Sorry, noob question

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Joined Jun 18, 2021
Hey Folks,

I ended up here because I fell victim to the Kamikoto marketing. I saw the Kuro set for $258 and fell in love. Luckily I stumbled across this site and saw the reviews and immediately sent them an e-mail to cancel my order. Hopefully this gets processed in time.

So I looked around at some of the other Japanese brands that were mentioned in one of the Kamikoto threads and came across the Masutani VG10 Nakiri and Santoku on Chef Knives To Go for about $70 each. These seem like good entry level knives. I'm willing to spend about $100 on a good knife. I like Shun but they are a bit out of my price range.

Are the Masutani's good knives? I like the Damascus look, (I practice Kenjitsu so a folded blade is really my thing) but I don't like the look of the ones that are hammered up near the mune. Also, I've never even held a knife with a Japanese type of handle so I'm not sure if I would like that or not. I'm probably better off with a Western handle.

I did a search for "Masutani" but didn't find anything

Thanks for the help.
 
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Welcome to CT. You will find that patience, especially in this forum, is its own reward. :)

As for your knife questions, any of the products that you've mentioned are excellent choices for a home cook.

This brings me to the next point. In order to determine if a knife is a good fit, more information is required. However, no one here can make that decision for you. Only you can do that.

I can assume from the title of this thread and the content of your original post that you're fairly new to knives. With that said, there are a number of factors that are very important when it comes to knife selection. Those factors are going to be different for each person because each person is different. For example, what's good for me as a (retired) professional chef will likely not be good for you. In selecting a knife, my focus is centered on features such as the knife's utility, ability to hold an edge, durability, blade dimensions and the comfort of the handle. This is because a professional chef will literally spend hours a day using the knife for various purposes in contrast to a home cook who may use the knife for a few minutes a day. Collaterally, this means the knife will require sharpening far more frequently than a knife used by a home cook. This translates into a shorter life span as sharpening removes metal from the blade. Hence, the necessity for a knife that can hold an edge longer and have superior durability. I think you see my point.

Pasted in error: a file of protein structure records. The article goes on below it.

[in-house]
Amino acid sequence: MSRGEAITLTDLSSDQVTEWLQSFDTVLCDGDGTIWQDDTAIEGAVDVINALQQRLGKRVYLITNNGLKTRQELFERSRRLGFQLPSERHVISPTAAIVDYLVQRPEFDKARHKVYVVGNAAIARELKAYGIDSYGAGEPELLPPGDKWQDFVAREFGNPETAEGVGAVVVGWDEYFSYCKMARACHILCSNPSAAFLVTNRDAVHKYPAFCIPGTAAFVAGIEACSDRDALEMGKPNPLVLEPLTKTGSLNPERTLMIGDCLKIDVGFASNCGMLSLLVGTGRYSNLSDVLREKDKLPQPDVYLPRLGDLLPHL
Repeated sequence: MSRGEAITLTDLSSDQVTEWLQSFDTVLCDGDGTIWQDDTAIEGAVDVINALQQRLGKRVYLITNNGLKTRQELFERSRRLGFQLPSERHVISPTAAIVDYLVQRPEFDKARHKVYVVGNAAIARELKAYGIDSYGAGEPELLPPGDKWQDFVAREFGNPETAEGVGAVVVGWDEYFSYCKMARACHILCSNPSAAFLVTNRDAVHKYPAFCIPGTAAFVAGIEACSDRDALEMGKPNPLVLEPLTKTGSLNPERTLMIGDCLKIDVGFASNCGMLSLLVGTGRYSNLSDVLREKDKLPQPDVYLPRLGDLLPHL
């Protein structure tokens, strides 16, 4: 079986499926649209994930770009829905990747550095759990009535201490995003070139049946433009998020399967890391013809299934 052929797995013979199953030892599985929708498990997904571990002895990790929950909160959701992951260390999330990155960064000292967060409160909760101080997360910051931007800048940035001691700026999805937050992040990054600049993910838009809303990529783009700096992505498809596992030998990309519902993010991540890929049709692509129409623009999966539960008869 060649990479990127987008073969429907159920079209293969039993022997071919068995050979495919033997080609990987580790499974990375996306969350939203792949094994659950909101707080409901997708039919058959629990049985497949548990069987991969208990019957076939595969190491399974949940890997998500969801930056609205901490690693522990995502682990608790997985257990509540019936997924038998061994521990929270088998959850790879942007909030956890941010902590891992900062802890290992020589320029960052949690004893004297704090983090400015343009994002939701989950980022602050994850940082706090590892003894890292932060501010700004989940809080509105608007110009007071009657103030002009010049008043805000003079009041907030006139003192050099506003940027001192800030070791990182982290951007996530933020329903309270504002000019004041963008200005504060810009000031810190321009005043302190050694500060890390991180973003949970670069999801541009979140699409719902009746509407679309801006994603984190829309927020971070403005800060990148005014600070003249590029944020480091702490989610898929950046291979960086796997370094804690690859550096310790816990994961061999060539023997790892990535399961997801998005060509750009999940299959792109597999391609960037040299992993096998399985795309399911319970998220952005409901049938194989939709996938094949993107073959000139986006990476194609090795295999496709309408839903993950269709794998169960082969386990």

Next, you must understand that choosing a knife is a very personal choice precisely for the reasons that I just outlined. With that said, we can comment on knife's quality but, we cannot comment on whether that knife is good for you. Only you can decide that.

So, I will explain what you need to know so you can make the best choice possible for you. :)

First, you must assess two things: 1) What is the level of your knife skills; and 2) What is the intended purpose of the knife? By this I mean do you want al all around work horse like a chef's knife or are you looking for a more specialized knife that performs specific cuts i.e. sushi knife, filet knife etc.?

To the first point, assessing your own knife skills is deceptively important. Many young cooks and home cooks alike either fail to consider the importance of this factor or ignore it altogether, often at their own peril. I have personally witnessed many cooks win a trip to the emergency room because they failed to properly gauge their own knife skills and used a knife that was above their skill level. So, performing an honest and candid assessment of your own knife skills will not only help prevent a nasty cut but, it will also bring the field of potential choices into better focus for you.

Included with on assessment of knife skills is the level of knowledge of various details about the knife. These include features such as bevel style, blade materials, choice of style (Western vs Japanese), handle style and material, blade length, blade width, blade height and so on. There are many great articles and tutorials available on the web that address these factors. If you're motivated to spend the money to move into the world of mid and upper range cutlery, you should know this information so you can maximize the return on your investment.

Next is knife care. This includes sharpening and honing. With any good knife purchase, a good honing rod (honing steel) is just as important. Likewise, knowing how to sharpen your knife is equally important as is knowing the difference between sharpening and honing.

Sharpening restores a knife's edge by removing metal from the blade. This is done when nicks and burrs form on the edge or when honing no longer works. The sharpening process removes just enough metal to remove the nicks and burrs so the knife's edge will once again be smooth and sharp. How the knife is sharpened essentially depends on the bevel of the blade. Some knives, especially some Japanese knives, have a specialized bevel that requires a very specific sharpening method. In fact, how a knife is sharpened is directly dictated by the style of its bevel. A knife can be ruined if the correct sharpening process is not used. Therefore, the importance of knowing this information is self evident.

Honing, on the other hand, restores a knife's edge without removing metal. When a knife's edge becomes dull, the edge curls and becomes rounded. It looks like the letter J rather than a V shape. By running the edge along a honing rod, the curled edge is restored to its sharp point. This is where knowledge of the blade's construction materials becomes important. The blade's material directly influence how many times honing steel can restore the blade. The more times the edge can be restored with honing steel means less sharpening and the different types of steel used determines this factor. Less sharpening means metal is removed from the blade less often and that translates into a longer lifespan. The trade off, however, is that softer steel means a much sharper edge. The trade off is apparent.